Drug Problems: Dangerous Decision-Making at the FDATweet
October 15, 2015
On July 14, 2011, a retired social worker named Sidney Denham was taken to an emergency room in Savannah, Georgia. Weeks after undergoing prostate surgery, and days after resuming use of a relatively new blood thinner called Pradaxa, the 81-year-old widower was bleeding profusely from his urinary tract. He had lost so much blood that his pressure had plunged to about half the normal level and his body was in shock. In the intensive care unit, a medical team deployed treatment after treatment in a struggle to save him.
One of Denham’s daughters, Kay Denham, recalled the scene: “More blood than I think I've ever seen in my life … Millions of people in the room … They could not control the bleeding.”
A hospital record shows that Denham was given 12 units of red blood cells and another 12 of fresh-frozen plasma—almost two gallons. He was pumped with platelets and other blood products. He was put on dialysis to purge the Pradaxa from his system. Nothing worked.
Even as they replaced his blood, it was draining out of him.
“It was horrible,” said daughter Mary Denham, “that feeling of helplessness, for the people in the ER and for us. There was nothing they could do to stop the bleeding. My sister and I watched him bleed to death.”
Denham had been taking the anticoagulant Pradaxa to treat a condition called atrial fibrillation, in which irregular functioning of the heart can cause blood clots and strokes; the medicine is supposed to prevent the clots from forming. But, according to Denham’s “DEATH SUMMARY” from Memorial University Medical Center in Savannah, the FDA-approved drug contributed to his demise.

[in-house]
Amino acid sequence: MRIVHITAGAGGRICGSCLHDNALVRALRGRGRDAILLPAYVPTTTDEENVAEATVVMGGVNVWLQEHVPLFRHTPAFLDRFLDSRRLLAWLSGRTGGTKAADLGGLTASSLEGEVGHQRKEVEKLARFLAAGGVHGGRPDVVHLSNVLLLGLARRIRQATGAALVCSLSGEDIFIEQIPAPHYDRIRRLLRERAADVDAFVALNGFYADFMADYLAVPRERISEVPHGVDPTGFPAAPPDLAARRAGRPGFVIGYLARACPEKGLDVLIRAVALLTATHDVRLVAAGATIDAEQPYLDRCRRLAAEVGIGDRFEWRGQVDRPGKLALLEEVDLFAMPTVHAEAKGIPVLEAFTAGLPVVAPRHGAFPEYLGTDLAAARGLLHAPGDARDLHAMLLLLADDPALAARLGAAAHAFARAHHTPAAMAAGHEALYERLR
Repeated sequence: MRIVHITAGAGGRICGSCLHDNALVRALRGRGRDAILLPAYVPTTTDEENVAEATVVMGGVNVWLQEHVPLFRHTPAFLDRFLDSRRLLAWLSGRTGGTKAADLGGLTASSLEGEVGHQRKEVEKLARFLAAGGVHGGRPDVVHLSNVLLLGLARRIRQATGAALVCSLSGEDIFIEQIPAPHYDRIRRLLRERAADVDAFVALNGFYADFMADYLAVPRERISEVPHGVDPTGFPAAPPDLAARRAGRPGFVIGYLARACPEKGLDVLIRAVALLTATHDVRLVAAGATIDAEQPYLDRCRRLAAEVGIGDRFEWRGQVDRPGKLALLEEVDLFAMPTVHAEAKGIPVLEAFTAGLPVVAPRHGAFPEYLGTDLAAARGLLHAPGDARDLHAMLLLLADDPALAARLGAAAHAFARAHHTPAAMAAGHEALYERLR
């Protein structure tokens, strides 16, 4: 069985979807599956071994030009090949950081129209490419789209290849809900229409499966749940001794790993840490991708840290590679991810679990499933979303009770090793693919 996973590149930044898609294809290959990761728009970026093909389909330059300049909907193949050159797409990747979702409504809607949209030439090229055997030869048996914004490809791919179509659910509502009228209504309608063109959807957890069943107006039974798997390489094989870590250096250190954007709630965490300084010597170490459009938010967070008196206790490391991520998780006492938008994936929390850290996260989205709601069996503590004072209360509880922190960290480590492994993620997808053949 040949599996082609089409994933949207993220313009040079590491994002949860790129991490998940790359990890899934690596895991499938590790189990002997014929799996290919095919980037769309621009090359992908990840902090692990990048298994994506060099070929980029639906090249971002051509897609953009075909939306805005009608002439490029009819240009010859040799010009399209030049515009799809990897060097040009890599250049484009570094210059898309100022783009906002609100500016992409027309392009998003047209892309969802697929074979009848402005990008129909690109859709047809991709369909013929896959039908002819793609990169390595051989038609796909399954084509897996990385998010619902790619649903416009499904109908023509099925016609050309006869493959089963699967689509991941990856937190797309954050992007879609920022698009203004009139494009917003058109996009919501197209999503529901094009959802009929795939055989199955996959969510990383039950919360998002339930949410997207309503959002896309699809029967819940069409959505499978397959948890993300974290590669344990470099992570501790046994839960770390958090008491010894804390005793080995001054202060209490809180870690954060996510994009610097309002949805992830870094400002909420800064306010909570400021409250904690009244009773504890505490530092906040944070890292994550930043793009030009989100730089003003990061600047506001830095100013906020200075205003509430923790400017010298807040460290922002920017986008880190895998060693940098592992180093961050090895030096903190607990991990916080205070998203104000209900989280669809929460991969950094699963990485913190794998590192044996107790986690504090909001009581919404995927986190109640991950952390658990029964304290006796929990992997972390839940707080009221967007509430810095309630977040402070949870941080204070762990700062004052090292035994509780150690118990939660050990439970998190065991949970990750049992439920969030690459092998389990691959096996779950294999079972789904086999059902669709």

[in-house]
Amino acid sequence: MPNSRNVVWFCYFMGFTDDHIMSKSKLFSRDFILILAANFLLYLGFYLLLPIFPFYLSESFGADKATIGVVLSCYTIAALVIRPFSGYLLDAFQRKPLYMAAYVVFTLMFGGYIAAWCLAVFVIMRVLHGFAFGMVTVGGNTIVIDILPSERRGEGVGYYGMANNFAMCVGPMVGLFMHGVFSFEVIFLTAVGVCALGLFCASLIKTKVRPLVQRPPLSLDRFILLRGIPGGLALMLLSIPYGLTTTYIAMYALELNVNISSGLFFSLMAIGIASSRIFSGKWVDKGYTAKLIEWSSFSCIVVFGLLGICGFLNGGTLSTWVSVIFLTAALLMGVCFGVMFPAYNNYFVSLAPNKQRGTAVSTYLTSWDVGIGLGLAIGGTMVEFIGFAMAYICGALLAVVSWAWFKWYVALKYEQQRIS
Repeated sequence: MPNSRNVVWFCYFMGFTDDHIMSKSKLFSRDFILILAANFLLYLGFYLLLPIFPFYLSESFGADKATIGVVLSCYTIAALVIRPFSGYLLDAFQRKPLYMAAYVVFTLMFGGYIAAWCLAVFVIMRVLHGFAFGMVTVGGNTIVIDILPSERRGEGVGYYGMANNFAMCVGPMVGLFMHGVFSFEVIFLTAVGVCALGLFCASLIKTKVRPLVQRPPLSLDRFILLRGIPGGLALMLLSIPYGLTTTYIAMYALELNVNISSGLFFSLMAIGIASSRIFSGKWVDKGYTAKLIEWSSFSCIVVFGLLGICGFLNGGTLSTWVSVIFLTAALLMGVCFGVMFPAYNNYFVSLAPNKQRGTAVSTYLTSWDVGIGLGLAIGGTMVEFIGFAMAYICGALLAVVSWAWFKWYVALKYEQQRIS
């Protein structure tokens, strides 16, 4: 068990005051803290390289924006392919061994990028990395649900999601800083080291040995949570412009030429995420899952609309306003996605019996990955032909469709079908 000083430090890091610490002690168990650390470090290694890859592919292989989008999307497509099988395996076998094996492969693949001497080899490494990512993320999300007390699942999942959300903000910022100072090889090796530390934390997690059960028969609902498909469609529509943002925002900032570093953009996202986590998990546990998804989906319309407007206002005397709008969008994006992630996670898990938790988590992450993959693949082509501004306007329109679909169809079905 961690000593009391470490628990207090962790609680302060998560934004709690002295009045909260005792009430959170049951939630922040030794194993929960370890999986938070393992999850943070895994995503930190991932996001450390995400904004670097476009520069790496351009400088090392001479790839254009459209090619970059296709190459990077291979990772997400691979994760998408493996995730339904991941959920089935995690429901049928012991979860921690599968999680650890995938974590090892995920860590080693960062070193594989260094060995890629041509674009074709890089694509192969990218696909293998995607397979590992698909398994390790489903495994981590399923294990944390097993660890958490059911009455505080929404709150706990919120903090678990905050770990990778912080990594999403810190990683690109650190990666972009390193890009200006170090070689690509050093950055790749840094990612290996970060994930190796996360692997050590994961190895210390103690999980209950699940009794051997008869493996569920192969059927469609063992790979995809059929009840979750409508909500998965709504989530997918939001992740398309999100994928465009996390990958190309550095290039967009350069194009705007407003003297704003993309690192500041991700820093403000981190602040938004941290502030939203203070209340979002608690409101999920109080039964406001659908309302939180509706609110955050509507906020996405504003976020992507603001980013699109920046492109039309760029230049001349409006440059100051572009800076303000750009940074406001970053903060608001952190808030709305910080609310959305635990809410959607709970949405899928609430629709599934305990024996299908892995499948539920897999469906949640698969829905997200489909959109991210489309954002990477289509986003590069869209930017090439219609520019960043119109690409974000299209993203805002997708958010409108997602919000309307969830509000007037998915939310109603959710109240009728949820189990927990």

The patient, the document says, suffered an “uncontrollable hemorrhage from Pradaxa.”
The Food and Drug Administration is responsible for making sure medicines sold to the public are safe and effective. But how much comfort should medical consumers take from the words “FDA approved”?
A Project On Government Oversight investigation, based in part on thousands of pages of public records, many obtained through the Freedom of Information Act, calls into question the reliability of a crucial regulatory system.
To read the report, click here.
David Hilzenrath is the Chief Investigative Reporter for the Project On Government Oversight.
Topics: Public Health and Science
Authors: David S. Hilzenrath
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